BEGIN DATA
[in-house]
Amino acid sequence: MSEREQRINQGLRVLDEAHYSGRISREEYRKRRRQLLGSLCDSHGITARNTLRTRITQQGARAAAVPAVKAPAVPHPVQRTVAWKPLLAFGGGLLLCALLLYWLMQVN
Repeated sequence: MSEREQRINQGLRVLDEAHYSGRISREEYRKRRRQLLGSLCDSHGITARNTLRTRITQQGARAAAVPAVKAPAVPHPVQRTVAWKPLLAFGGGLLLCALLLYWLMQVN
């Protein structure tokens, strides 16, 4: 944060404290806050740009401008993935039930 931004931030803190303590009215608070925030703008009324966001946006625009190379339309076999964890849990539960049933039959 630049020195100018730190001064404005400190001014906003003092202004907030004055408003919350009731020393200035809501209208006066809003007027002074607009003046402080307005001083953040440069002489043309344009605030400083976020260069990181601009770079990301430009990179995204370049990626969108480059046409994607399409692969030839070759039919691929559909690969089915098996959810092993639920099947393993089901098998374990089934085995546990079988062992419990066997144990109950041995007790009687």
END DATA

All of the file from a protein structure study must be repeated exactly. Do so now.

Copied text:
[in-house]
Amino acid sequence: MSEREQRINQGLRVLDEAHYSGRISREEYRKRRRQLLGSLCDSHGITARNTLRTRITQQGARAAAVPAVKAPAVPHPVQRTVAWKPLLAFGGGLLLCALLLYWLMQVN
Repeated sequence: MSEREQRINQGLRVLDEAHYSGRISREEYRKRRRQLLGSLCDSHGITARNTLRTRITQQGARAAAVPAVKAPAVPHPVQRTVAWKPLLAFGGGLLLCALLLYWLMQVN
């Protein structure tokens, strides 16, 4: 944060404290806050740009401008993935039930 931004931030803190303590009215608070925030703008009324966001946006625009190379339309076999964890849990539960049933039959 630049020195100018730190001064404005400190001014906003003092202004907030004055408003919350009731020393200035809501209208006066809003007027002074607009003046402080307005001083953040440069002489043309344009605030400083976020260069990181601009770079990301430009990179995204370049990626969108480059046409994607399409692969030839070759039919691929559909690969089915098996959810092993639920099947393993089901098998374990089934085995546990079988062992419990066997144990109950041995007790009687």